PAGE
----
5. Cranky Says:

    Really glad to see this piece. I definitely wasn’t “getting” all the brouhaha over how terrible McNulty’s behavior has been; how he’d stepped over the line, how . His line has never been defined. He lives by a credo that is required to survive for any length of time with any personal integrity in a hierarchy that is mangled and tangled by corruption and/or mismanagement:

    It’s better to beg forgiveness than ask permission.

    As a long-term survivor, you can take that one to the bank.

  6. Mike Says:

    The McNulty plotline was a total WTF to me in the beginning, but Lester brought it into ‘useful’ focus. I don’t think McNulty saw it turning the system inside out – the character doesn’t think that way. Besides, he wanted bodies for the Marlo case, not to run some sort of social experiment.

    The real inside out part is that Bunk finds himself on the side of the system when arguing against McNulty – the same system he’s fighting against to try and get real work done.

  7. thomvecchio Says:

    Beautiful post. The only thing I would add is that Simon has stated clearly that he is writing a Greek tragedy: Does Omar’s broken leg remind anyone else of Achilles’ ankle? Your piece helps bring into focus for me the interplay of the tragic characters of McNulty, Omar et al with the acts of the gods: the system, the bureaucracy, the game.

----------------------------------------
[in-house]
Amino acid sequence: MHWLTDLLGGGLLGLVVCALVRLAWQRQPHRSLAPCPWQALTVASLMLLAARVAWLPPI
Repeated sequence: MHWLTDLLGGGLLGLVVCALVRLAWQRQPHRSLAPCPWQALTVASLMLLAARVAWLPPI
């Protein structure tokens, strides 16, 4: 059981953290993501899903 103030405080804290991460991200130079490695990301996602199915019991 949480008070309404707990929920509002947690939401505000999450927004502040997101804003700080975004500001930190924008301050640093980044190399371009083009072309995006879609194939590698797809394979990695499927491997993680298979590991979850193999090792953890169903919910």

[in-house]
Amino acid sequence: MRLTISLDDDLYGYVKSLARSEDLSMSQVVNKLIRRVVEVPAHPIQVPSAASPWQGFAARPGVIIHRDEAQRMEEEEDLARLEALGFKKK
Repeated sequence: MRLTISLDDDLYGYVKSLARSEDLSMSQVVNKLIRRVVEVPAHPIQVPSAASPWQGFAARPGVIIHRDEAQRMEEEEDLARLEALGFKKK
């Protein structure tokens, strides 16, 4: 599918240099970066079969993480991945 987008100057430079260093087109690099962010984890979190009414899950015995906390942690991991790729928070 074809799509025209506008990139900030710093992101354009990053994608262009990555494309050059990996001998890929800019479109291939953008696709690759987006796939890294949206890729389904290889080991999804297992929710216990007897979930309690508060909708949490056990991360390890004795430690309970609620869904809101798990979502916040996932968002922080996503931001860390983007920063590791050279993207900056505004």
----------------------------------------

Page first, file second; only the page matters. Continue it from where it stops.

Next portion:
8. HonTea Says:

    Wonderful post.

    The way in which McNulty finds himself suddenly at a higher level in the system (manipulating it, yet, of course, still trapped within it) is something that deserves more attention. These words have been highly illuminating.

  9. quesera Says:

    How is Templeton the irredeemable one? All he’s done is lie. So what? Reporters lie all the time. What’s the big deal? He’s a fabulist. His worst “crime” is having an over-active imagination. He hasn’t hurt anyone.

    Jimmy, on the other hand, has mutilated and desecrated corpses. These deceased had family members who mourned them! He has kidnapped a living homeless person and preyed on this feeble man’s handicap. You cannot just abduct a sick person from the street like that. He’s tied up resources – like the DNA lab – that should be used for solving real cases. He’s also an alcoholic, cheating husband and deadbeat father. Jimmy has hurt people.

    I remain unimpressed with Bunk. He sat on those 22 bodies and did nothing for an entire year until Jimmy’s antics suddenly lit a fire under his ass. If he does arrest Chris, I hope Levy rips his case apart. That DNA lab is a mess and highly unreliable. The cops, of course, are corrupt and liars. If the legal system can get Clay Davis off, I will laugh if it acquits Partlow too.